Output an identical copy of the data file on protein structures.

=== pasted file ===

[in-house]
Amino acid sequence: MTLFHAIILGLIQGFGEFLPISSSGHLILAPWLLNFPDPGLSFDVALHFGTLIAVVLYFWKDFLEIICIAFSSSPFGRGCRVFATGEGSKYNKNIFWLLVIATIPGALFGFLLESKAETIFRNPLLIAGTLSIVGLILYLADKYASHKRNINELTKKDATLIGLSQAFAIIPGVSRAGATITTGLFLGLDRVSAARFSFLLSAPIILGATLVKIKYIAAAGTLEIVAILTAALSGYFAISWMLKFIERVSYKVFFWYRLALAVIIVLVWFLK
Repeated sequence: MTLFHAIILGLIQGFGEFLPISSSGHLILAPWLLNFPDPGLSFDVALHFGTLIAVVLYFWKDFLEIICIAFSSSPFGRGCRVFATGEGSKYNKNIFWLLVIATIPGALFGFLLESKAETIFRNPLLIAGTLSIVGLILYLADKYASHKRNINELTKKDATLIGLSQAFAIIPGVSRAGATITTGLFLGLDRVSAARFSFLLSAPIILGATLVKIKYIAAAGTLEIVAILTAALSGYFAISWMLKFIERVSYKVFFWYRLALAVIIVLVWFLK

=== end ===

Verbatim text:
[in-house]
Amino acid sequence: MTLFHAIILGLIQGFGEFLPISSSGHLILAPWLLNFPDPGLSFDVALHFGTLIAVVLYFWKDFLEIICIAFSSSPFGRGCRVFATGEGSKYNKNIFWLLVIATIPGALFGFLLESKAETIFRNPLLIAGTLSIVGLILYLADKYASHKRNINELTKKDATLIGLSQAFAIIPGVSRAGATITTGLFLGLDRVSAARFSFLLSAPIILGATLVKIKYIAAAGTLEIVAILTAALSGYFAISWMLKFIERVSYKVFFWYRLALAVIIVLVWFLK
Repeated sequence: MTLFHAIILGLIQGFGEFLPISSSGHLILAPWLLNFPDPGLSFDVALHFGTLIAVVLYFWKDFLEIICIAFSSSPFGRGCRVFATGEGSKYNKNIFWLLVIATIPGALFGFLLESKAETIFRNPLLIAGTLSIVGLILYLADKYASHKRNINELTKKDATLIGLSQAFAIIPGVSRAGATITTGLFLGLDRVSAARFSFLLSAPIILGATLVKIKYIAAAGTLEIVAILTAALSGYFAISWMLKFIERVSYKVFFWYRLALAVIIVLVWFLK